1. A Simple Request
"I would need to speak to Goda about the tapestry loom, and I have a length warped on my own as well," I said. "Why do you ask? What's amiss?"
He drew me aside into the corner. "Your uncle has sent to ask for you. Leofwyn is ill with shaking fever, and with the shearing and lambing none of the household is free to nurse her."
I hesitated, torn between affection for my uncle's wife and the need for every pair of hands here. "I could leave in the morning," I said slowly, calculating how long it should take to finish my work. "But you know we are behindhand with the weaving, since so many of the women have left Edoras. Are you certain that Leofwyn needs me?"
"Speak to the man Elric sent, and judge for yourself. But for my own sake, daughter, I wish you to go there where it is safer."
"Safer? Truly? You have warned oft enough that Saruman may no longer be trustworthy, and Fossdale lies close to Isengard."
My father shook his head. "I do not know whether any part of the Mark will remain safe for much longer; but even if Saruman does betray us, in the end our true enemy is in the East. The heaviest stroke will come from there, and it will fall on Edoras. I want to see you far from here before that day comes."
"I would far rather stay, and face whatever fate may come with you and Halred. Edoras is a strong place, and has seen many battles."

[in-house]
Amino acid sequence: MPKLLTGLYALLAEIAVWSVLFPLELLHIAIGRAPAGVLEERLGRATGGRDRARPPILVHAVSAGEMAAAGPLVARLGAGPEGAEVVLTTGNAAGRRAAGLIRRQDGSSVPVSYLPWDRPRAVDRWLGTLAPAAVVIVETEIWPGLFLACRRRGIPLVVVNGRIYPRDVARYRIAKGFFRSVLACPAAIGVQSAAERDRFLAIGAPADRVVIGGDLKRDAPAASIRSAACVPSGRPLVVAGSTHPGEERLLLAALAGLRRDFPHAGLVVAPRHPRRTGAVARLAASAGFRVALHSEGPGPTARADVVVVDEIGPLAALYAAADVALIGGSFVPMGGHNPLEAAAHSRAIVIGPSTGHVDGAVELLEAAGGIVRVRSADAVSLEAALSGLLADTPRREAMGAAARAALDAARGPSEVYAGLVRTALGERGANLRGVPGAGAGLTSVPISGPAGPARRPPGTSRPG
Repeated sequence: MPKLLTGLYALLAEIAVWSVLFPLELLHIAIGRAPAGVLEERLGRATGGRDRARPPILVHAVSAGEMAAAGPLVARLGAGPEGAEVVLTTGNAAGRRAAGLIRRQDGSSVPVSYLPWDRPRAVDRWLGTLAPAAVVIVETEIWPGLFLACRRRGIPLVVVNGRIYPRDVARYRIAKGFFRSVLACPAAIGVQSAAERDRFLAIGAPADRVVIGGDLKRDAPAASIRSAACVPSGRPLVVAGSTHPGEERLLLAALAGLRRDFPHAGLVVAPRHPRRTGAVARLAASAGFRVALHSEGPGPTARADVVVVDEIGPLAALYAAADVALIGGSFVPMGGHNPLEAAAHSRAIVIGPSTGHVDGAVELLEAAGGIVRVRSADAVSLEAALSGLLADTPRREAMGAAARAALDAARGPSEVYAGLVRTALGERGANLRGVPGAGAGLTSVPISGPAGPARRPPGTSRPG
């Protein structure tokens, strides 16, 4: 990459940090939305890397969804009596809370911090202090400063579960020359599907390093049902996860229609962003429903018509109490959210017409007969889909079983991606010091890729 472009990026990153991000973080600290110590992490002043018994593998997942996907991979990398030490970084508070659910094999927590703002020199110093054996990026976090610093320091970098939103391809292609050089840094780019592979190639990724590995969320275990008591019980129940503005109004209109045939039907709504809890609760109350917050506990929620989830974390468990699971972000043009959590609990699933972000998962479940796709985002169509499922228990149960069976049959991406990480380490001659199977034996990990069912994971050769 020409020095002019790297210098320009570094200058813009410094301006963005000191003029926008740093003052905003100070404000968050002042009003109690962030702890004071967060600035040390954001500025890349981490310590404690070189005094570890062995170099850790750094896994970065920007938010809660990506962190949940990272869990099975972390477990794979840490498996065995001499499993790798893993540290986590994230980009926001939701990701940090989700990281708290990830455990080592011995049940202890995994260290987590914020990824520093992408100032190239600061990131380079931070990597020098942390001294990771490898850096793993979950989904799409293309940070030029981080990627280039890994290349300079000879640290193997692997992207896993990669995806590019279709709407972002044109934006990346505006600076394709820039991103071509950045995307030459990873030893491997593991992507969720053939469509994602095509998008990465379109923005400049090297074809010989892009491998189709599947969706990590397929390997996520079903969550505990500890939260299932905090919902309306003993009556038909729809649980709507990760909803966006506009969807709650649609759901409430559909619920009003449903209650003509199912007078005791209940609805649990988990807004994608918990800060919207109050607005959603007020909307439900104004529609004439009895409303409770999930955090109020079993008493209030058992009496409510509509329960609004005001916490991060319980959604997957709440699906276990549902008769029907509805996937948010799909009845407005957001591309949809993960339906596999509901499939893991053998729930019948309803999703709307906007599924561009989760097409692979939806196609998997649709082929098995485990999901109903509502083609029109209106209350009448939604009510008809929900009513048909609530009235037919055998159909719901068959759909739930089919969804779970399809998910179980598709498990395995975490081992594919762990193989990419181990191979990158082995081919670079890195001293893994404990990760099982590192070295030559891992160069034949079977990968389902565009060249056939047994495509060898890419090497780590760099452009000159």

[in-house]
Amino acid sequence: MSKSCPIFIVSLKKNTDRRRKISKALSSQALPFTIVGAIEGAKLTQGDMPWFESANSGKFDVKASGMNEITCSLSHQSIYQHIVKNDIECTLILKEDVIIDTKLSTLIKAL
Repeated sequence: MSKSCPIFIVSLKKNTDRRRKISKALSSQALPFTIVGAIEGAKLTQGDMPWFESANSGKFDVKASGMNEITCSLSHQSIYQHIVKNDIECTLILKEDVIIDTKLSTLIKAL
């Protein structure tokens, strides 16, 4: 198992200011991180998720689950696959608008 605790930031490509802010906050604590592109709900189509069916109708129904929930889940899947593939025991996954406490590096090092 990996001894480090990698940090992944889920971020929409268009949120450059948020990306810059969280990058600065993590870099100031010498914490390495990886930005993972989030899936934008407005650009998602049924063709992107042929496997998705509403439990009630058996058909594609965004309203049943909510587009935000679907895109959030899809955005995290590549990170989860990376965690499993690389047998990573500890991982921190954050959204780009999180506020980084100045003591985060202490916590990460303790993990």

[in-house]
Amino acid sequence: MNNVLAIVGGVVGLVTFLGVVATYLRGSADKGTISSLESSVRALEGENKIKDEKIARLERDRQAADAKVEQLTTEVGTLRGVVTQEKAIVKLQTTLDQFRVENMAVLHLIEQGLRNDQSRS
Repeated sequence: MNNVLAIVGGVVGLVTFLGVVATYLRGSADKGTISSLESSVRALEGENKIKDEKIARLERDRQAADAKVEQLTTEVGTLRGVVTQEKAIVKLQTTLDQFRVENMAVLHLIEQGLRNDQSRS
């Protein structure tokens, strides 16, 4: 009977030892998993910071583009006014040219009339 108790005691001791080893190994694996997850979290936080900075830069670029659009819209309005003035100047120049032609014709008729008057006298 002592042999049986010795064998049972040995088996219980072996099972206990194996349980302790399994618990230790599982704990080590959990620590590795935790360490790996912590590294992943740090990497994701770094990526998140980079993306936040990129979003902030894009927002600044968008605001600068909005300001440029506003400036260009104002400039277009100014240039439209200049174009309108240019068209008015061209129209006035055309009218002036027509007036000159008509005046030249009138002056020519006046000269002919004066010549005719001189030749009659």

"It has, yet all strong places may be overthrown. Your brother and I must ride out to defend the Mark in the last battle, whenever and wherever it comes; it would comfort our hearts and strengthen our arms to know that you were safe elsewhere. You are no longer of an age to be commanded, Elfled. I can only ask. Will you go to Fossdale, and stay there until I summon you to return?"
To hear Hàma, Doorward of Edoras, plead in such a tone was unknown; I could not stand against my father's wishes any longer. "Since you ask it, I will go in the morn. If Leofwyn has the shaking fever, at least I shall be of some use there."
"It is hard to send you away, Elfled." He gripped my shoulders and pulled me into a fierce, brief embrace. "I would that you could remain with us too, but the world cannot always go as we would wish. Give my greetings to your uncle and aunt. Farewell, take care, and may we yet live to see the Mark at peace and the King's honour restored."